Lipoic acid treatment inhibits monocyte/macrophage function in MS

Identification: Salinthone, Sonemany


Lipoic acid treatment inhibits monocyte/macrophage function in MS
S Fiedler, J George, and S Salinthone.  
VA Portland Health Care System and OHSU, Portland, OR, 97239
Multiple Sclerosis (MS) is a disease of the central nervous system (CNS) that causes neurodegeneration throughout the CNS. While MS is a neuro-inflammatory disease, alterations in the peripheral immune system are well established.  There is increasing evidence of cross-talk between the peripheral and central immune systems. Current FDA-approved MS disease-modifying therapies (DMTs) are effective only in the inflammatory relapsing stage of MS. There is a frustrating lack of DMTs that can alter the functional decline of progressive MS (PMS), and compliance with many DMTs is compromised by unfavorable routes of administration, side effects, risks, and high costs. Thus, there is a need for development of therapies that are low-cost and low-risk.
Lipoic acid (LA) exhibits antioxidant and anti-inflammatory properties; supplementation reduces disease severity and T lymphocyte migration into the CNS in a murine model of MS, and administration in secondary progressive MS subjects reduces brain atrophy compared to placebo. The mechanism of action (MOA) of LA's efficacy is incompletely understood. The premise of our investigation is that LA has an initial effect in the periphery and a downstream effect in the CNS. These effects may be directly related to the function of immune cells implicated in the pathogenesis of MS (including monocytes and microglia), or to the movement of immune cells into the CNS through the blood brain barrier. Here, we determined the effects of LA on monocyte/macrophage function. We compared the migratory capacity of human monocytes from healthy control (HC) and relapsing-remitting MS (RRMS) subjects, with or without LA. Basal migration of monocyte-enriched PBMCs from RRMS subjects is significantly higher than HC cells. LA treatment significantly inhibits monocyte migration in both cohorts. We then determined if there is differential LA effects on monocytes vs M1 macrophages by measuring secretion of pro-inflammatory mediators. LA inhibited secretion of tumor necrosis factor (TNF)-α, interleukin (IL)-1β, IL-6, and prostaglandins (PG) E and I in both cell types. These findings indicate that LA may provide protection against MS by inhibiting monocyte/macrophage function.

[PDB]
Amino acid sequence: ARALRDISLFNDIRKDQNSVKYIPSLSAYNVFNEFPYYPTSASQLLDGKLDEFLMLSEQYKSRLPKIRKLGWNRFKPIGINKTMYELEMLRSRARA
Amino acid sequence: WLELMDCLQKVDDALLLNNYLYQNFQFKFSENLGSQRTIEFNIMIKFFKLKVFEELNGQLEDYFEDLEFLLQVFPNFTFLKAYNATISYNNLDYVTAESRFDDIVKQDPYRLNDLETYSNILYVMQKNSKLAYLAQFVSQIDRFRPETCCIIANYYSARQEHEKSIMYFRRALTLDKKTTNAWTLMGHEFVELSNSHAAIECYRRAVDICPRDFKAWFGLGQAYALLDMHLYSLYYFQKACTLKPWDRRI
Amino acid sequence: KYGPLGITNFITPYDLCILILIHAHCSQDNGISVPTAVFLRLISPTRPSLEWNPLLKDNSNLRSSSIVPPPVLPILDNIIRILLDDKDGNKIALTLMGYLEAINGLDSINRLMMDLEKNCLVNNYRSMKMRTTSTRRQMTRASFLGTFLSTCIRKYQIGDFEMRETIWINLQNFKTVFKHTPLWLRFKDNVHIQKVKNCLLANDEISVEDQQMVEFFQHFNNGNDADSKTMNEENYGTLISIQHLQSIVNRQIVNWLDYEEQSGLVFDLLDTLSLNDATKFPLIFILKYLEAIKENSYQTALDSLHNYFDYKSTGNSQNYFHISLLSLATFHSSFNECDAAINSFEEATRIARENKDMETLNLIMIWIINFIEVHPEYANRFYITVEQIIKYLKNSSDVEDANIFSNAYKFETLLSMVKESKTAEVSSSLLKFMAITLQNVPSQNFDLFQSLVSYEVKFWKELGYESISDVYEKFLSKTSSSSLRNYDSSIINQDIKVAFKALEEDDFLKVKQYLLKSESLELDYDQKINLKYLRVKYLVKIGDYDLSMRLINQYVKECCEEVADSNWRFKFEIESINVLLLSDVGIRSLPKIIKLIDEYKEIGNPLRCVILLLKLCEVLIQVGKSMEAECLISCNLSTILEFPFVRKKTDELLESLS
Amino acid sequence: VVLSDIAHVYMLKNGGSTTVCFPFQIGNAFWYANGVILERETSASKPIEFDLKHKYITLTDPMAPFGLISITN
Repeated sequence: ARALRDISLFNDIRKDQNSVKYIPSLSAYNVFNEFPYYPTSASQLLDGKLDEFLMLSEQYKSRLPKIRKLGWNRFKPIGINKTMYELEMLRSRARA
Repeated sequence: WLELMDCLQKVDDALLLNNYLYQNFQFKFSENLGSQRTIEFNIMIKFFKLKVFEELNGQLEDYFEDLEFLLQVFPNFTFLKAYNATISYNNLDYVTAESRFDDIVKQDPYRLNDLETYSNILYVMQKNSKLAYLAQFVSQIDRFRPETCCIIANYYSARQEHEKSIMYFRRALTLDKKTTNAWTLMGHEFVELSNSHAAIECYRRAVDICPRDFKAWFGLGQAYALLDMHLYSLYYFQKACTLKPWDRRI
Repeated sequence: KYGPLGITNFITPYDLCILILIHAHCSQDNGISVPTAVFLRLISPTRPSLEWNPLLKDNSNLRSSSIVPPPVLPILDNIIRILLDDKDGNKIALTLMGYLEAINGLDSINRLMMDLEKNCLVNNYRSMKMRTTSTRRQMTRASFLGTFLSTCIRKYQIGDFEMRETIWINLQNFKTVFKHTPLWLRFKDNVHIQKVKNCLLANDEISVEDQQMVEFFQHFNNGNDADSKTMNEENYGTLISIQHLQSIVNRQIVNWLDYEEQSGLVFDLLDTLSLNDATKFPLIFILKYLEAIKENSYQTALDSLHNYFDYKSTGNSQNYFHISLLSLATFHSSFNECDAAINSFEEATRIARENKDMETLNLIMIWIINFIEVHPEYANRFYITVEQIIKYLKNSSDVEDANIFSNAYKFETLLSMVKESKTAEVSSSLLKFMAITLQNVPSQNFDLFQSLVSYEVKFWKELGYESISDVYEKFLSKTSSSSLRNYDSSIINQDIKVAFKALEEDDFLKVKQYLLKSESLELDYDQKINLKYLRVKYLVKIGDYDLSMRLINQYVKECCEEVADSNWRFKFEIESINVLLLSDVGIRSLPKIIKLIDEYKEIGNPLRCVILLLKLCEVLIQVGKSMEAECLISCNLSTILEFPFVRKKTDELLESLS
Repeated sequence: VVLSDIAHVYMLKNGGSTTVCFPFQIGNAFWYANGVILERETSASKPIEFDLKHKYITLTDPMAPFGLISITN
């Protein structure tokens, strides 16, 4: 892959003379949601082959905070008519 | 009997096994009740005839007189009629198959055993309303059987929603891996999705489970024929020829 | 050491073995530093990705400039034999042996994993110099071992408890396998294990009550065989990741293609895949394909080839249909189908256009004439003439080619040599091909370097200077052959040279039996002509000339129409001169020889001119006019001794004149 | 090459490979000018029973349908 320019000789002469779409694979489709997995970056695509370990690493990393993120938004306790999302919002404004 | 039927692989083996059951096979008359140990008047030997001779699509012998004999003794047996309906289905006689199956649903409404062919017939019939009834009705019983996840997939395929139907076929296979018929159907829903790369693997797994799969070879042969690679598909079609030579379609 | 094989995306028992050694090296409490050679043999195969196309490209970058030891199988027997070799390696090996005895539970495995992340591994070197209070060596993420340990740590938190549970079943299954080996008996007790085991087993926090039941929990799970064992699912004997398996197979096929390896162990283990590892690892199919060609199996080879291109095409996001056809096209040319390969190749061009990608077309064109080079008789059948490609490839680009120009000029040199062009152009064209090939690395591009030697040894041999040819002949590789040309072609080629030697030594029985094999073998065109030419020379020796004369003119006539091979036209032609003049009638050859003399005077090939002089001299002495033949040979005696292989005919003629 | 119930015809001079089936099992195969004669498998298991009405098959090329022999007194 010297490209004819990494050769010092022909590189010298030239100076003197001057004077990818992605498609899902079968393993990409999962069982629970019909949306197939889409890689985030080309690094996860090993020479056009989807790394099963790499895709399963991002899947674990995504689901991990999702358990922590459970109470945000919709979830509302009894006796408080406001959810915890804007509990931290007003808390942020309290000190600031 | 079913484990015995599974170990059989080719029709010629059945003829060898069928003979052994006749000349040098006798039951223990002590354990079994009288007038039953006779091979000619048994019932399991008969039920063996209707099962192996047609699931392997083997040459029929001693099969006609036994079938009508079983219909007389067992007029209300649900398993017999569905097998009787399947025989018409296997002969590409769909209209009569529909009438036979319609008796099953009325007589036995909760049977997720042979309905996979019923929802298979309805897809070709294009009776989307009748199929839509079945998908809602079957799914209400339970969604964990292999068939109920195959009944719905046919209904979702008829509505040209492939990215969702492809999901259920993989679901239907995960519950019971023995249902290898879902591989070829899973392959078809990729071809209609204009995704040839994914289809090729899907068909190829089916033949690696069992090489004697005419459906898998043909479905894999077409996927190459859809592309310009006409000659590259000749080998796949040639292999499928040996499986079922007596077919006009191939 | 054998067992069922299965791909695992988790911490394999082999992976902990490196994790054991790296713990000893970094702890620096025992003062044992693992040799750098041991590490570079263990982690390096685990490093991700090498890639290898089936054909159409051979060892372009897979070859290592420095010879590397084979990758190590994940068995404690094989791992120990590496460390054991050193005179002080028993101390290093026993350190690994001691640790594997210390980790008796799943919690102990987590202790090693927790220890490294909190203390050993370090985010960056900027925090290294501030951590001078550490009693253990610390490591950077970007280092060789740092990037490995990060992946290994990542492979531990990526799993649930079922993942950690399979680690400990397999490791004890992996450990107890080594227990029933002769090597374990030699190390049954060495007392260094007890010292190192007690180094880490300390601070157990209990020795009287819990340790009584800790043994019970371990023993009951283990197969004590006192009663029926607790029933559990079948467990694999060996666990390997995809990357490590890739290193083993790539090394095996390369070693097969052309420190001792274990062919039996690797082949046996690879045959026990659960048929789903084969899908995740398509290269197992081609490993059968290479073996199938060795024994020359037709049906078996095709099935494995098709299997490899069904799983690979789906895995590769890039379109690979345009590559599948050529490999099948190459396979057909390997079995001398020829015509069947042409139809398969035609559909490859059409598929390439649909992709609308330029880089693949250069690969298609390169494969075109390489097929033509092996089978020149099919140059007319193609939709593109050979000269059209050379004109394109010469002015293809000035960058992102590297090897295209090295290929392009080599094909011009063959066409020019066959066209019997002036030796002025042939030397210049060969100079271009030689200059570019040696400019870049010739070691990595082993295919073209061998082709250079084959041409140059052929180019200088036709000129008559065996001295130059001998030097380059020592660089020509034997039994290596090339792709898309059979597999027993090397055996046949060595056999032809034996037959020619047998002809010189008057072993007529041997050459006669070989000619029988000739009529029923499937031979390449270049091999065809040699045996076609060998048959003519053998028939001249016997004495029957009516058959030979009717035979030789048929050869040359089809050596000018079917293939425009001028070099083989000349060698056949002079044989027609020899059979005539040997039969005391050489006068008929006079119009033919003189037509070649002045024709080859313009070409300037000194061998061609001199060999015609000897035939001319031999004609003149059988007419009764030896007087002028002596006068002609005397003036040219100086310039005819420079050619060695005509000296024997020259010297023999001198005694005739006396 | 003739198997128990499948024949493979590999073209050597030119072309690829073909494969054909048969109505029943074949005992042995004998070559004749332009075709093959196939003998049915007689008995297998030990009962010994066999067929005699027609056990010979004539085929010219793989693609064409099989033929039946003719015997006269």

This work is supported by the Dept. of Veterans Affairs Biomedical Laboratory Research & Development Service.


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